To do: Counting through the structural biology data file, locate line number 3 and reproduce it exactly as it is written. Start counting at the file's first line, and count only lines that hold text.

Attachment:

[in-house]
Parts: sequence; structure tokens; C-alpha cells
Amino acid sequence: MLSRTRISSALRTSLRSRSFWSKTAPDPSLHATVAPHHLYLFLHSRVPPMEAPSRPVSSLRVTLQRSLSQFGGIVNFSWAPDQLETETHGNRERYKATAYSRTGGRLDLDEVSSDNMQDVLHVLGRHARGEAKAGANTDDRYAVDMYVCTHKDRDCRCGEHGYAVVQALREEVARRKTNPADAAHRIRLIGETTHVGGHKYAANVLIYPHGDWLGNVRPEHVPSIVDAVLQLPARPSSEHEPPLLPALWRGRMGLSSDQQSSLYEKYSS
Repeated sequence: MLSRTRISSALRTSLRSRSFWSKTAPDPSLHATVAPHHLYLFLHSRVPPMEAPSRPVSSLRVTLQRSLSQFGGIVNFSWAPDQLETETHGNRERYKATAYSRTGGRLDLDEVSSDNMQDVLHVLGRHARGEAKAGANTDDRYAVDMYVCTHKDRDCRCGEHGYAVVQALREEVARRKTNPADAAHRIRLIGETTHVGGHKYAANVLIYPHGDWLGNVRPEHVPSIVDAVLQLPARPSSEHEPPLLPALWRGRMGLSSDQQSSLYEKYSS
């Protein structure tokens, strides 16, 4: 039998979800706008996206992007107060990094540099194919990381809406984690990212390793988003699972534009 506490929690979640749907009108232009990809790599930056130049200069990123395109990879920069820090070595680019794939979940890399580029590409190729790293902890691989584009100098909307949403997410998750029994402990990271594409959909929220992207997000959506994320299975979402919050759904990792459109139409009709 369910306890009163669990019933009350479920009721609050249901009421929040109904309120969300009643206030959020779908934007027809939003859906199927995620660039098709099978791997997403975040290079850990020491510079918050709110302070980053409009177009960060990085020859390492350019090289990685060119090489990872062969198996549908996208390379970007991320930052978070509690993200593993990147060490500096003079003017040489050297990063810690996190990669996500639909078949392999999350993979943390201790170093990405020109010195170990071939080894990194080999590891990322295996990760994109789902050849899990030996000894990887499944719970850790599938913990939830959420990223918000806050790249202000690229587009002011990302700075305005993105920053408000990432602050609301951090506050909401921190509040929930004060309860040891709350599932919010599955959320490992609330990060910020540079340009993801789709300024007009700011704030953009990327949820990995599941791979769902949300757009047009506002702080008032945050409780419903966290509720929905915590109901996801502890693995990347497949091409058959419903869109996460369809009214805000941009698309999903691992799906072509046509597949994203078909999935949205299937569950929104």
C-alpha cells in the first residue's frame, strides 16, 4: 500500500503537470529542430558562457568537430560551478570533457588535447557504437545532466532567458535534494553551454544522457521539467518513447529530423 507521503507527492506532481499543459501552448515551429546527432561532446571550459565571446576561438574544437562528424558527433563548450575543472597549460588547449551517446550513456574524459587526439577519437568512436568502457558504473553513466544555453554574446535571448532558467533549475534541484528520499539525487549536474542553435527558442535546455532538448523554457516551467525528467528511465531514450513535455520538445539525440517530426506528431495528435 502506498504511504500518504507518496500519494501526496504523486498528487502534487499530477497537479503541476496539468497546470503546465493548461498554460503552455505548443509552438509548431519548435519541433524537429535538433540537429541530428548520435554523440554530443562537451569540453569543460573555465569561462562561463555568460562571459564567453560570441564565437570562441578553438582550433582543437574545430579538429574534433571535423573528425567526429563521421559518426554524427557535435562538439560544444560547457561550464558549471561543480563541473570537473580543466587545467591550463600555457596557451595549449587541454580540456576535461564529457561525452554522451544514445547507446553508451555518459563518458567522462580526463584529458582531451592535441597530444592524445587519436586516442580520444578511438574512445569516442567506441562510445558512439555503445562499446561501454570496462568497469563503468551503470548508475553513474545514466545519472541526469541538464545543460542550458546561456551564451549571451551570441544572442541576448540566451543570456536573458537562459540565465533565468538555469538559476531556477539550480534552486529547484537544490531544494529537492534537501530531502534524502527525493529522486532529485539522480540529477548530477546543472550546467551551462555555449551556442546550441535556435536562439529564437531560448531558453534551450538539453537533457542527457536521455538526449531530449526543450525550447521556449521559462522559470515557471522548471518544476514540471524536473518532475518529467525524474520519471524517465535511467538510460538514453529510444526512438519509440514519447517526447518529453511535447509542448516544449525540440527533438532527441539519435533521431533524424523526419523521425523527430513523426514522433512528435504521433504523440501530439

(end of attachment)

Amino acid sequence: MLSRTRISSALRTSLRSRSFWSKTAPDPSLHATVAPHHLYLFLHSRVPPMEAPSRPVSSLRVTLQRSLSQFGGIVNFSWAPDQLETETHGNRERYKATAYSRTGGRLDLDEVSSDNMQDVLHVLGRHARGEAKAGANTDDRYAVDMYVCTHKDRDCRCGEHGYAVVQALREEVARRKTNPADAAHRIRLIGETTHVGGHKYAANVLIYPHGDWLGNVRPEHVPSIVDAVLQLPARPSSEHEPPLLPALWRGRMGLSSDQQSSLYEKYSS